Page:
The ruffle of war is resonating louder and louder through the whole Middle-East rippling out on the globe with the war planes already landing on a Cypriot base. Like many I find myself surfing on the Jordanian internet from one to the other link in an attempt lay the pieces of this worldwide jigsaw puzzle called Syria.
What is really going on? Who is benefiting from the chaos? It feels somehow that we’re letting ourselves move into the direction of a third World War. Is this really the only way to go? With a dualistic mind were are pulled into right or wrong scenarios. Do we have to choose sides? USA versus Russia? Saoudi-Arabia, Qatar versus Iran? Assad versus opposition versus rebels? Looking at the mainstream media we clearly are fed with information that only can lead to one conclusion that an invasion in Syria would be the right thing to do. There are other sources to read too revealing the background of ‘Another Western war crime in the making.’ It seems like we didn’t learn anything from the war in Iraq.
A lot of people here in Jordan seem to shut off being warn and weary with all that is going on in the region for the past years. Though when I speak to a Lebanese he says: ‘You have to live through twenty long years of civil war to understand how important it is and of great moral support if a country speak up or even better stands up to take action. Otherwise it is: Kalaam fadi, empty talk. It is important that the US finally is drawing a line into the sand.’ He explains the situation in Syria as: ‘You cannot keep accepting that someone lives for 95% in your house while you are the owner.’
Still a growing number of people have stopped to listen to the news concentrating on their inner circle of life. In other words: ‘Be the peace you want to see in the world.’ It seems wise to remain calm meanwhile we still have to keep practicing the journalistic laws of hearing both sides and asking questions.
Although devastating it is still not clear who used the chemical weapons in Syria. This is a chance for Europe to finally grow up to take its own stance in this media war before dragging ourselves into a war with our neighbors. Is this really what we want? The US and the UK are not physically close to the Middle-East. Europe is connected in so many ways geographically, culturally, historically and politically. Since we have actively drawn the dividing lines of the Bilad-as-Sham in the Sykes-Picot Treaty 1916 we are now obediently following the US like a herd of sheep jumping of a cliff.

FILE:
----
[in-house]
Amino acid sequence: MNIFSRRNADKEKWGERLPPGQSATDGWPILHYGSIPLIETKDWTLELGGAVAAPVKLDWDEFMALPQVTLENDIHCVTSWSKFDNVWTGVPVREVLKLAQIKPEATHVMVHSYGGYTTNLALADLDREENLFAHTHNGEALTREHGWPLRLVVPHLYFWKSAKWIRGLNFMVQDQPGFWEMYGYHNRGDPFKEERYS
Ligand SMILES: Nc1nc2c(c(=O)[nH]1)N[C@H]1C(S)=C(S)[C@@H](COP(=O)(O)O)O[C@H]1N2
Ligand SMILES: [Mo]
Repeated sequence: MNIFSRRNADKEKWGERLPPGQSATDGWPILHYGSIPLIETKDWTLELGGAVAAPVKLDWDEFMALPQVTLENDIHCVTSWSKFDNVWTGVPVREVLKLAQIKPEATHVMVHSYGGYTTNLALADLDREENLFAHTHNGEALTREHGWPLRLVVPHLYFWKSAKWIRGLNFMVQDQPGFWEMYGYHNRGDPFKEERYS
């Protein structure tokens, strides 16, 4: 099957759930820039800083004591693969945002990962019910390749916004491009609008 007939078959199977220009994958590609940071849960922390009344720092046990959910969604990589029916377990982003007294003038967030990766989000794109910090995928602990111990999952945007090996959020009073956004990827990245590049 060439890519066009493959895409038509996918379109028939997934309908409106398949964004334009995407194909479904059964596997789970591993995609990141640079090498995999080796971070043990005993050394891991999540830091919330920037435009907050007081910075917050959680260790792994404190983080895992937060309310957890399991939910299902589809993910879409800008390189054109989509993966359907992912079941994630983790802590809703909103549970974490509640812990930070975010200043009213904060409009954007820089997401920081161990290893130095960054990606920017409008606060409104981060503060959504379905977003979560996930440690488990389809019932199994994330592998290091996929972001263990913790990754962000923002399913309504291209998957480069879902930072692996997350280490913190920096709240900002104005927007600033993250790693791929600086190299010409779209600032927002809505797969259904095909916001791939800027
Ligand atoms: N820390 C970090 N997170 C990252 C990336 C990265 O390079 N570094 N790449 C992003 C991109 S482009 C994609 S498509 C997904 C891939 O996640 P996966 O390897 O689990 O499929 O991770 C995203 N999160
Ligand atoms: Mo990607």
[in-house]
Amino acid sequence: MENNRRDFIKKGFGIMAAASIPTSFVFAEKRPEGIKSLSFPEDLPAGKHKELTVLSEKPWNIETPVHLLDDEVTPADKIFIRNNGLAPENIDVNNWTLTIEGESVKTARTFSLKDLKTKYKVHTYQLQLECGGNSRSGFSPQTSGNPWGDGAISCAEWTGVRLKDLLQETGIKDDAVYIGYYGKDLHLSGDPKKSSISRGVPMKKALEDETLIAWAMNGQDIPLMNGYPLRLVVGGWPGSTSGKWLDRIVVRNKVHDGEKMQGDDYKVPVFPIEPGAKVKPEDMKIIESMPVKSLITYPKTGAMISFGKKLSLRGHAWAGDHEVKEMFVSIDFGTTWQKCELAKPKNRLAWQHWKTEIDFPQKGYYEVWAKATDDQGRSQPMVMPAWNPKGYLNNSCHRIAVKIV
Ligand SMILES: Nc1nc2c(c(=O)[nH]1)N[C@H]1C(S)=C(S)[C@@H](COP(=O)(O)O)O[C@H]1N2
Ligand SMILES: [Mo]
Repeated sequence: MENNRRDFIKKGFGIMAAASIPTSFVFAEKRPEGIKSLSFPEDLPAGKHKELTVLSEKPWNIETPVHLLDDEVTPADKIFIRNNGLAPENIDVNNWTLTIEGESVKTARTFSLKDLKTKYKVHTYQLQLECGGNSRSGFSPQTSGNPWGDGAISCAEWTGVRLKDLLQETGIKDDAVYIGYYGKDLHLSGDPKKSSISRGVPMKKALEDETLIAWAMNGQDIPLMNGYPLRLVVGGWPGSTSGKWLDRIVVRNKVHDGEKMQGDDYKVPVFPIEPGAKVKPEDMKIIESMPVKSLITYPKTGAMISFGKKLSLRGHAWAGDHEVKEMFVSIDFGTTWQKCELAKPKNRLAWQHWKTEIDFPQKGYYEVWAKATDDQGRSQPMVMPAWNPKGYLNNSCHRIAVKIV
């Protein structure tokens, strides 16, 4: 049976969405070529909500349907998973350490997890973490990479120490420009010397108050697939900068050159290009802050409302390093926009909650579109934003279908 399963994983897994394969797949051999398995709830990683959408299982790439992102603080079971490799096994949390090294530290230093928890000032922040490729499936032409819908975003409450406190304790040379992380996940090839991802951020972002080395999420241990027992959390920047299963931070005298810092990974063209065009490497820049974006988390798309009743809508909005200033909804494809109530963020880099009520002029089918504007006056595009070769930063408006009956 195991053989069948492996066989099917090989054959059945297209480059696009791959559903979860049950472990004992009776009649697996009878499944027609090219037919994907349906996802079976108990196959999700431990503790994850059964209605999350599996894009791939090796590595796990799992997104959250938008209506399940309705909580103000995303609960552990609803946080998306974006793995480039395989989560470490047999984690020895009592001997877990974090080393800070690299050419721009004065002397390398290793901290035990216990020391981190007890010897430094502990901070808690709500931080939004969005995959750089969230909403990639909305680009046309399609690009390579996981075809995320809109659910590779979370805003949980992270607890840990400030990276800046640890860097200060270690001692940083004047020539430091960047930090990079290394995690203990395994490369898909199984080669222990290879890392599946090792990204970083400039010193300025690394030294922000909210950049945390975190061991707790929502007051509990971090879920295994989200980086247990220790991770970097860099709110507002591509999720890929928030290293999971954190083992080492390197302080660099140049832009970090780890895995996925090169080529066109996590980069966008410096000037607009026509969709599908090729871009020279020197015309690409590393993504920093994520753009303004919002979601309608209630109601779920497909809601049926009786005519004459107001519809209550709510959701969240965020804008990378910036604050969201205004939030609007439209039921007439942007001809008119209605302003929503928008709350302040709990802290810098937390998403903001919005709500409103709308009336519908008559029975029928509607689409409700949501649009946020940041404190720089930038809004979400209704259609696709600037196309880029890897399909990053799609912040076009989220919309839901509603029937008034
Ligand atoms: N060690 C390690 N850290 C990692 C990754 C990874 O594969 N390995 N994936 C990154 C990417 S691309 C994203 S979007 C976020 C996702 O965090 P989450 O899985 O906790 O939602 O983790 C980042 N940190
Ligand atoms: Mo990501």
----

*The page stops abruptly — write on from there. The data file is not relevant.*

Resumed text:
Next to taking an leading role to guide the dialogue in the Middle-East the other source that Europe could tap into is the source of resilience and wisdom present in the Arabic society. It is an opportunity to connect to this potential for transformation. In times of war, turn to the light. What would the refugees think themselves? 80% of the refugees are women and children.
This is exactly why UN Resolution 1325 was invented aiming to bring women to the negotiating table. The resolution reaffirms the important role of women in the prevention and resolution of conflicts, peace negotiations, peace-building, peacekeeping, humanitarian response and in post-conflict reconstruction and stresses the importance of their equal participation and full involvement in all efforts for the maintenance and promotion of peace and security. They are the ones suffering the most of the consequences of war and can come up with the right solutions like the women of Liberia. They were able to put an end to second Liberian civil war in 2003.
In one of the refugee camps I meet Umm Ali, the Mother of Ali, the High or Elevated. How would she like to see this problem solved? Umm Ali and her five children fled the violence in Syria during the night. ‘We were travelling in a group, that was safe. At a certain moment we arrived to the border yet the army discovered us and started shooting. I threw myself over the children on the ground covering their heads with my arms. Yet for Ali was too late. A bullet flew right through his skull.’
The Free Syrian Army brought Ali to a hospital and Umm Ali and her other four children were taken into prison by the Syrian army. After a few days she and her children were somehow released and started looking for Ali. When they were united again they travelled to Amman as an operation for Ali was imminent. ‘You see he still is limping with his right leg,’ says Umm Ali while he comes in carrying a tray of teacups Ali is smiling proudly. His sisters are visiting the local school. Umm Ali says: ‘I am glad that he recovers so well, only we have to wait till we all will be able to go home back to Syria. All this war leads to nothing.’ An eye for an eye will bring us more losses. As we say: Illee yagaf min al báa yatláalu.’ What you fear you will create. She is convinced that the only way to come out of this vicious circle of violence is by a peacefull way of praying and dialogue.